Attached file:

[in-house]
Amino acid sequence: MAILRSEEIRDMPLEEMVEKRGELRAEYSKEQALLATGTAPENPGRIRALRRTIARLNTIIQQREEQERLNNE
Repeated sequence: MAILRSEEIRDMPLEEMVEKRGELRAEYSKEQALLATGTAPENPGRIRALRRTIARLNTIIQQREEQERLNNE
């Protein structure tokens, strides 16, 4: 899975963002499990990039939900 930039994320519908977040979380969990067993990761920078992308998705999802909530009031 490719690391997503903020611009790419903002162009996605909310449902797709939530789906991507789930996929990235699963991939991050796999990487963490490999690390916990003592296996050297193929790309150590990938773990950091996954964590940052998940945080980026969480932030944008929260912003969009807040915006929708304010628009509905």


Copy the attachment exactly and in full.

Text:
[in-house]
Amino acid sequence: MAILRSEEIRDMPLEEMVEKRGELRAEYSKEQALLATGTAPENPGRIRALRRTIARLNTIIQQREEQERLNNE
Repeated sequence: MAILRSEEIRDMPLEEMVEKRGELRAEYSKEQALLATGTAPENPGRIRALRRTIARLNTIIQQREEQERLNNE
């Protein structure tokens, strides 16, 4: 899975963002499990990039939900 930039994320519908977040979380969990067993990761920078992308998705999802909530009031 490719690391997503903020611009790419903002162009996605909310449902797709939530789906991507789930996929990235699963991939991050796999990487963490490999690390916990003592296996050297193929790309150590990938773990950091996954964590940052998940945080980026969480932030944008929260912003969009807040915006929708304010628009509905």